A Conversation for Talking Point: British Sci-fi vs American Sci-fi

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Post 1

petesbarman

From the sounds of it, most of you seem to accept the idea that American sci-fi is basically a lot of flash with very little substance. Okay, let's take a look at the major american sci-fi scene :

Star Trek - The original was very short on SFX, very long on good scripts and interesting plots. Better effects were added in the subsequent shows, but I would argue that TNG and Deep Space Nine had excellent scripts and plotlines to go with them.

X-files - very few effects, extremely creative plotting, excellent acting, and a wonderfully inventive storyline kept that show going for quite awhile.

Babylon 5 - Great effects, but you have to admit, one of the best written shows ever put on the air.

Buffy the vampire slayer - not exactly sci-fi, but certainly genre. The scripts were consistently in the 5 star range, effects were shabby and silly. Still an eminently watchable show, and deserving of it's place in TV history.

That's just a quick overview of the shows I can think of off the top of my head. But you have to admit, these shows were certainly as good, if not better in some ways than many from europe....


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Post 2

Bobjim2232

The examples you gave all consisted to American TV shows. Science Fiction is not just TV and movies, its books, games, plays and the like.

Also you said compare, but there was little comparison. I cannot think of any British SF tv Shows, but then again I prefer books to movies.

I would also like to point out that star trek was just, and forgive me if I offend anyone, The British Empire in Space. If you want proof of this, then do a little research (on the empire and the show) as I do not know what is taught in British Schoold.

I am Canadian, and I do not mean to offend anyone.


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Post 3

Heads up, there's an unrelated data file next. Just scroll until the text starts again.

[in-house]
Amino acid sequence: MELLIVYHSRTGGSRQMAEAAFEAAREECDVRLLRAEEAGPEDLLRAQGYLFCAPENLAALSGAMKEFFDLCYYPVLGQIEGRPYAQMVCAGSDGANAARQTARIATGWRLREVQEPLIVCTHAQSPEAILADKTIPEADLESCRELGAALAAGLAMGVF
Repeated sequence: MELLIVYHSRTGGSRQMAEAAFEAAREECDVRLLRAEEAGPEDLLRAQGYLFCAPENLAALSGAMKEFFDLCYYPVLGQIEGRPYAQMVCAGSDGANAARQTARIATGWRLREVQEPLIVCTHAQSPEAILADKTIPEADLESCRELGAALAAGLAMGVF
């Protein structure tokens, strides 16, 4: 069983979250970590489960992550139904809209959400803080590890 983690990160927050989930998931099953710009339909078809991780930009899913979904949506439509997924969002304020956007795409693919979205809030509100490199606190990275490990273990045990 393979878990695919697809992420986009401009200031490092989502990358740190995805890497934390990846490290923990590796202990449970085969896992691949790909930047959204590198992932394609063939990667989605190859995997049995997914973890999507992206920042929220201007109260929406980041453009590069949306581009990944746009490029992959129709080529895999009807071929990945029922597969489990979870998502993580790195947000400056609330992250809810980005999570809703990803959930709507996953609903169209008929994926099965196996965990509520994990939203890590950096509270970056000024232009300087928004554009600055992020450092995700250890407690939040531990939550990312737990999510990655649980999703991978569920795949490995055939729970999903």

petesbarman

Oh and I'm leaving out Star Wars - Never liked the movies, probably never will. Nice SFX, short on plot, acting and writing....


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Post 4

petesbarman

That's true, I did tend to stay with TV. However, much of the post that started these threads seemed directed towards TV and movies, so I naturally stayed with them. In Books, we have Greg Bear, William Gibson, Neal Stephenson, Stephen King (True, mainly hooro, but he did do "The Stand" which was sort of sci-fi), and Bruce Sterling, just to name a few of the contemporaries that I can think of.

Radio doesn't exist beyond broadcasting endless loops of whatever Eminem has put out lately so we can discount that.

In movies, Alien, Star Trek, James Bond (Let's face it, it's heavily sci-fi influenced), and a whole host of comic inspired movies (Spiderman, x-men, superman, etc, are definitely sci-fi laced).

In short, american sci-fi has more going for it basically because it incorporates decent SFX with the writing.

Although I'm still a huge fan of Dr. Who and Douglas Adams....


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Post 5

NuclearConfusion -Not a lot of money in the revenge business

... James Bond, eh? I take it you've NEVER SEEN ONE? How much more dull and boring a name can you get! Ian Fleming!?! Yeah! He created it. ALSO British! He'd've never eaten a meal in the states with a name like that! ...bullies stealing his lunchmoney, try and keep up.
Don't think I'm cracking down on ignorance, here; earlier I mistakenly stated that Arthur C. Clarke lived in Madagascar rather than Sri Lanka, but come ON! Shaken, not stirred. SHAKEN, NOT STIRRED!!! Good job on claiming Cyberpunk, though. ...(not to nitpick, but Gibson lives in Vancouver, Canada. No one's perfect)


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Post 6

Blues Shark - For people who like this sort of thing, then this is just the sort of thing they'll like